If you’ve ever felt lonely or isolated after spending long periods of time scrolling through social media, you’re not alone. Prince William and Kate Middleton paid a visit to the BBC Broadcasting House this week to try out a new internet safety app for anti-bullying week, speak with the young app creators, and talk social media and cyber-bullying. In this effort, they join Prince Harry and Meghan Markle, who have used their platforms to talk about mental health and social media use in the past.

While the royals have spoken about the isolating effects of social media before, even launching a taskforce involving Facebook, Snapchat, and Google to tackle the problem in 2016, Prince William made it abundantly clear in his recent speech that the power of technology to isolate users is more prevalent than ever, especially in the younger generation. “I am worried that our technology companies still have a great deal to learn about the responsibilities that come with their significant power,” he shared. “From a young age, I have detested bullying in all its forms. As Catherine and I started our family a few years ago, I was alarmed about the increasing reports of online bullying that were making headlines around the world.”

Prince William also expressed his hope that progress on the issue was imminent: “We have a lot of work ahead of us, but by this time next year we expect to have a plan in place to achieve fundamental improvements in online safety for bullied children.”

His speech on the issue this week suggests that progress up until this point hasn’t been as steady as he’d hoped. “I believe we are stronger when we are connected and more successful when we can understand each other’s experiences… We all have to acknowledge, though, that much of the early optimism and hope of social media is giving way to very real concern, and even fear about its impact on our lives,” he said. “The tools that we use to congratulate each other on milestones and successes can also be used to normalize speech that is filled with bile and hate. The websites we use to stay connected can for some create profound feelings of loneliness and inadequacy.” This loneliness that he highlights is backed up by research: A new study from the University of Pennsylvania found a causal link between use of social media, loneliness, and depression.

Although there are boundaries we can set in order to limit our own social media use, Prince William says the onus ultimately lies on the tech companies themselves. “Their self-image is so grounded in their positive power for good that they seem unable to engage in constructive discussion about the social problems they are creating,” he noted. “I am very concerned that on every challenge they face… fake news, extremism, polarization, hate speech, trolling, mental health, privacy, and bullying, our tech leaders seem to be on the back foot.”

While Prince William says tech companies have a lot to learn about responsibility, the forthcoming internet safety app that he and Middleton are planning points towards some of the emerging technology that can help manage social media usage from the consumer end, too.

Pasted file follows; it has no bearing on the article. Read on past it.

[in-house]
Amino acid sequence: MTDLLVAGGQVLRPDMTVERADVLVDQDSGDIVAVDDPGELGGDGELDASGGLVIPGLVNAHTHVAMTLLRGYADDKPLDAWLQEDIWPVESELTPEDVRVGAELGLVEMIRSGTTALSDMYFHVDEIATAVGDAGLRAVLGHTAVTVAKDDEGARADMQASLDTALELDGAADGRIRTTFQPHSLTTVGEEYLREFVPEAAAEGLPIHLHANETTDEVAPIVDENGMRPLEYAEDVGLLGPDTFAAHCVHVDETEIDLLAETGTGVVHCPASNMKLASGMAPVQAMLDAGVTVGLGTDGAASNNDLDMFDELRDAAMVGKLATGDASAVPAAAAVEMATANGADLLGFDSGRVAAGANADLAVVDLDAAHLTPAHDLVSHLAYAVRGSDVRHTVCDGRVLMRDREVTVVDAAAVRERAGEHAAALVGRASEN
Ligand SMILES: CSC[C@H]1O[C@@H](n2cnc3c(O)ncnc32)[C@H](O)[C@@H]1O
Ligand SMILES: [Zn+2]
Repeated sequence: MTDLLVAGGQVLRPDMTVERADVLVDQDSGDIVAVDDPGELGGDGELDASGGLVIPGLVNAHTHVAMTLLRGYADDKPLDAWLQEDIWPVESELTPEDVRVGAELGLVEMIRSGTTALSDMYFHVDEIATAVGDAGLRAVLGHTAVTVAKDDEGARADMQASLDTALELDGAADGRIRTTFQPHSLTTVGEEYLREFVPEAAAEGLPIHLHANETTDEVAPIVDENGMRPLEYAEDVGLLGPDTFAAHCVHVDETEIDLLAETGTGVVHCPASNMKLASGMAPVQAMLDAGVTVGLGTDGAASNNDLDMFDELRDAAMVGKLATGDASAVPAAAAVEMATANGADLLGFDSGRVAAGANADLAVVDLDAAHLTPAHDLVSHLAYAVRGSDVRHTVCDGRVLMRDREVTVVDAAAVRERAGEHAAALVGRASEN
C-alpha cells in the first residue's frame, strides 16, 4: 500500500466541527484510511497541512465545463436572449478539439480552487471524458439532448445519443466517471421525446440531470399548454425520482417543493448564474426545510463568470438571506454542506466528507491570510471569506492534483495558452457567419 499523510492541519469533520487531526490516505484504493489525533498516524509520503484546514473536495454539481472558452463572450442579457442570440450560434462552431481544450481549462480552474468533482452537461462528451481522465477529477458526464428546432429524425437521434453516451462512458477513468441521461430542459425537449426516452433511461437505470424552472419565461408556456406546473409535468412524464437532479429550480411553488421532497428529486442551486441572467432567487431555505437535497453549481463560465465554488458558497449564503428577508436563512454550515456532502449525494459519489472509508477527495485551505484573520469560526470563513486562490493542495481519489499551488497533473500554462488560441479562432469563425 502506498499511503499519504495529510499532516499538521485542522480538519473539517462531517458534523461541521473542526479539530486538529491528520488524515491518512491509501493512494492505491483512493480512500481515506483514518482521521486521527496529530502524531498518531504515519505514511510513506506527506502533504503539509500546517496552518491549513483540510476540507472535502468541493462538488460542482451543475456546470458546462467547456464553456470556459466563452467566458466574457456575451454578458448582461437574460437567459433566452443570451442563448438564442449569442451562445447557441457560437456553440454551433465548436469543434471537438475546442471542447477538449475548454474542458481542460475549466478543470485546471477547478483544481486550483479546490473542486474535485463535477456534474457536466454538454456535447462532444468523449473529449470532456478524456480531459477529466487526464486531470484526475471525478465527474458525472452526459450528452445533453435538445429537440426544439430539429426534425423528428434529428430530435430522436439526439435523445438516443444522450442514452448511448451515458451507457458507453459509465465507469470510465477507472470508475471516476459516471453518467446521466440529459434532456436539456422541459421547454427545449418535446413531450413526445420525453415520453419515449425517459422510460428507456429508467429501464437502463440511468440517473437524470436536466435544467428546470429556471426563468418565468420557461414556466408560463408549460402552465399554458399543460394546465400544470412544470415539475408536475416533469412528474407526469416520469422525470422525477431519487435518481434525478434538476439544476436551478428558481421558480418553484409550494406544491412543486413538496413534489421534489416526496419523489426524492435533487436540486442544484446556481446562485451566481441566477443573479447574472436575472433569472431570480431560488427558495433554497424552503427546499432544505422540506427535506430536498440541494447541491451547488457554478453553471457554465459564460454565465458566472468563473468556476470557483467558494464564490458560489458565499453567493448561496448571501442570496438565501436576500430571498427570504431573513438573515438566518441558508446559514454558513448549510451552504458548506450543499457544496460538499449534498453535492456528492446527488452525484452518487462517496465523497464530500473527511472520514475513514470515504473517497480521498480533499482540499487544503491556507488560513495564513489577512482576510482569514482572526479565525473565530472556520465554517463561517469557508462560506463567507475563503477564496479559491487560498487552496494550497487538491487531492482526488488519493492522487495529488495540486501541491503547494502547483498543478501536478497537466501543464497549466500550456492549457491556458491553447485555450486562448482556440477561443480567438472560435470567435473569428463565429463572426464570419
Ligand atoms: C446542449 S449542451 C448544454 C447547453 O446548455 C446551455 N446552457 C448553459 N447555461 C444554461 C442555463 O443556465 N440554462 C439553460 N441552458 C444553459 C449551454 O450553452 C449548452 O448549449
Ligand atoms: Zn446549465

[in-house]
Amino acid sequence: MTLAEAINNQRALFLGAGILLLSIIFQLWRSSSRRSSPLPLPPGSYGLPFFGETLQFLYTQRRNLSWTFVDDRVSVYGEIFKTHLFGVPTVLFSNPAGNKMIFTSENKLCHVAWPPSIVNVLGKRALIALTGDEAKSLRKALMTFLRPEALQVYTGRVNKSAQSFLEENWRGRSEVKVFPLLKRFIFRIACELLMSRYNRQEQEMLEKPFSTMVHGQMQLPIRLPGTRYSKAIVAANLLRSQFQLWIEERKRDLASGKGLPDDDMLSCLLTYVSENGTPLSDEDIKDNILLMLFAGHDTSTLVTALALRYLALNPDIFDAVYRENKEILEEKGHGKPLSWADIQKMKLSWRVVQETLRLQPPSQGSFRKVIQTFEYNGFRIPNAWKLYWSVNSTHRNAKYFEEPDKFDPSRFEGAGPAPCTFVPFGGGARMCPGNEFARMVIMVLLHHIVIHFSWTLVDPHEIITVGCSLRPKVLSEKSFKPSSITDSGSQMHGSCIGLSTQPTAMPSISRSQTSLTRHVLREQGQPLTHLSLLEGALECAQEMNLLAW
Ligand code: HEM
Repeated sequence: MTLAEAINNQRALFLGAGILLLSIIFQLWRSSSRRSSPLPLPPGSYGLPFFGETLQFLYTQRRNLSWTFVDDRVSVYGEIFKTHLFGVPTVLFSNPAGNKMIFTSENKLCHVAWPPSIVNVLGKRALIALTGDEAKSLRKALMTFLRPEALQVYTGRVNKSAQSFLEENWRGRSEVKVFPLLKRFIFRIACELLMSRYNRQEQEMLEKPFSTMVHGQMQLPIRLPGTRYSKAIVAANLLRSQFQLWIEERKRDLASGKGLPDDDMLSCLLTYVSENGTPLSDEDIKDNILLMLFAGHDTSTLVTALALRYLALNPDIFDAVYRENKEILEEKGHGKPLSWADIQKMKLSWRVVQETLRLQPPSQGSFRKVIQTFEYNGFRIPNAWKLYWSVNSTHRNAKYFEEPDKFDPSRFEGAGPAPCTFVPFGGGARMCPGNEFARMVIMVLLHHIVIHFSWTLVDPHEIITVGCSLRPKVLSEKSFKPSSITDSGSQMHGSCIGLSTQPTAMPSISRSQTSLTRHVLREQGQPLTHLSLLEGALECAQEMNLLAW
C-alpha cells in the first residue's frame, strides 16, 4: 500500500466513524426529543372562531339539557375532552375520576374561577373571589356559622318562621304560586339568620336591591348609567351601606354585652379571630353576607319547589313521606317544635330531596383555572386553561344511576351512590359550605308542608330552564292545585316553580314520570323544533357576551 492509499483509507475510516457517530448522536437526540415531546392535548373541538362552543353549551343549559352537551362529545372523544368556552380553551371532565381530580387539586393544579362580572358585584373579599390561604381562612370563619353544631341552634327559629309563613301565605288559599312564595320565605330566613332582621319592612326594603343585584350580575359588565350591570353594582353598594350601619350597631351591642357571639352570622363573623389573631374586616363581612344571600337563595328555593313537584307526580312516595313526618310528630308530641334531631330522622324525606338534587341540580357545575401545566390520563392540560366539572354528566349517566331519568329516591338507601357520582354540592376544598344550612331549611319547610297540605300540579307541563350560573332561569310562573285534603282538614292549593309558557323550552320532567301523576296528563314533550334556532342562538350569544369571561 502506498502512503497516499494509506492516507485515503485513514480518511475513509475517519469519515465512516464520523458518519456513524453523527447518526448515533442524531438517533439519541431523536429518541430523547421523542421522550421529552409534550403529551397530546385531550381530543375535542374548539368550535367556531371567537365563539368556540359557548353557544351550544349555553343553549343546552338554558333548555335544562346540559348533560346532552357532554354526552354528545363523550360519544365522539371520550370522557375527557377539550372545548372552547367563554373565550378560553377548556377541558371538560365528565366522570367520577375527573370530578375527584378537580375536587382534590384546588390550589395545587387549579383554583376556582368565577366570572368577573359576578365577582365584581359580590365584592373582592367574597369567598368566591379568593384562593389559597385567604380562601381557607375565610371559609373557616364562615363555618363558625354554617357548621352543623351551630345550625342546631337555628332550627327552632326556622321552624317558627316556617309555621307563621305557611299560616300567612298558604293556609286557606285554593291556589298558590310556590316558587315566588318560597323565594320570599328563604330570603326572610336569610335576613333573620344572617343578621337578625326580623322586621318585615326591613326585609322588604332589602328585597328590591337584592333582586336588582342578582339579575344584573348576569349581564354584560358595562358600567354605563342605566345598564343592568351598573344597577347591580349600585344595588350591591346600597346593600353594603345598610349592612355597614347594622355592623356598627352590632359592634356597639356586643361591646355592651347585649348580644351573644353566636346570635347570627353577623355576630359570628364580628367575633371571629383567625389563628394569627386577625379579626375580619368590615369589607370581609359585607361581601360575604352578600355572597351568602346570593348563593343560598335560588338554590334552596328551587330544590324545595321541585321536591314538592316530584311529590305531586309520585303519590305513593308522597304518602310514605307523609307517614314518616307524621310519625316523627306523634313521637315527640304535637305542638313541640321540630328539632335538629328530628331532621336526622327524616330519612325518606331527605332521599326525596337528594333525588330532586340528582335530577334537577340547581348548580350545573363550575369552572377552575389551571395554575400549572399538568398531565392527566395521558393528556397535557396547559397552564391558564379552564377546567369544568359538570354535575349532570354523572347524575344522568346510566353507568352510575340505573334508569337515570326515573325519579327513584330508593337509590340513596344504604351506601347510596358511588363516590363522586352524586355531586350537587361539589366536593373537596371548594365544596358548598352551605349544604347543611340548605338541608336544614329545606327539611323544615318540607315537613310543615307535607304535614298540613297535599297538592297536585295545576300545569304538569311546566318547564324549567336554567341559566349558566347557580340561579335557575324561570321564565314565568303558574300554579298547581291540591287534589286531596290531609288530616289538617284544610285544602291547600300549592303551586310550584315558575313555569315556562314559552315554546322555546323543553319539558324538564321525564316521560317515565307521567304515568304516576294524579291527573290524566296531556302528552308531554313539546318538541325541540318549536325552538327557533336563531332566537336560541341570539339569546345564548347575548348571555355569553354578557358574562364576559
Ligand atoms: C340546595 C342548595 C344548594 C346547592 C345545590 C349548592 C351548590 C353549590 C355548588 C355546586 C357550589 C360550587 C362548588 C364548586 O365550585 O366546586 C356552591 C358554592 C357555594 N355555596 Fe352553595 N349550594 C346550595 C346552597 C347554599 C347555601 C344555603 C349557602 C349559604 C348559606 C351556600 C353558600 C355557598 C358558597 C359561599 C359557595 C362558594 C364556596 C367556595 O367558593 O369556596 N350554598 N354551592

And while we cannot control the nature of the technology we use, what we can control is how we use our own devices. Here are some steps you can implement to avoid the loneliness and isolation that social media can often cause:

Be aware of your time

The University of Pennsylvania study recommends that you reduce social media use to 30 minutes or less per day, but even if that goal isn’t feasible, the study provides some good news: Monitoring your usage, in and of itself, led to a significant decrease in anxiety over baseline levels. And there are technologies, like Apple Screen Time, that can help you do this.

Trade out some of your social media apps for a mindfulness app

Downloading an app like Headspace, which aids meditation, gives you better options when you feel that reflexive urge to unlock your phone. Meditation, science has shown, is great for mental health. And research has shown that maintaining a higher number of social platforms correlates with higher levels of depression and anxiety, so culling down the platforms you carry around in your pocket might help you think about which platforms are most meaningful to you, and perhaps drop a few of your accounts entirely.

Look out for your child by monitoring and enforcing good habits

Although Prince William’s speech emphasized the widespread effect of social media on adults and children alike, his visit with Middleton to the BBC was centered specifically around the potential dangers of kids using the internet. This is a deeply relevant issue: 45 percent of teens say they are online almost constantly, according to new data from the Pew Research Center.

If you are considering your child’s online well-being, there are a variety of technologies designed specifically to help you help them stay safe. Apple’s Screen Time can help here, too, allowing parents to check on app usage by their kids as well as to use technology to enforce phone bedtime rules.

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  • Rebecca Muller Feintuch

    Senior Editor and Community Manager


    Rebecca Muller Feintuch is the Senior Editor and Community Manager at Thrive. Her previous work experience includes roles in editorial and digital journalism. Rebecca is passionate about storytelling, creating meaningful connections, and prioritizing mental health and self-care. She is a graduate of New York University, where she studied Media, Culture and Communications with a minor in Creative Writing. For her undergraduate thesis, she researched the relationship between women and fitness media consumerism.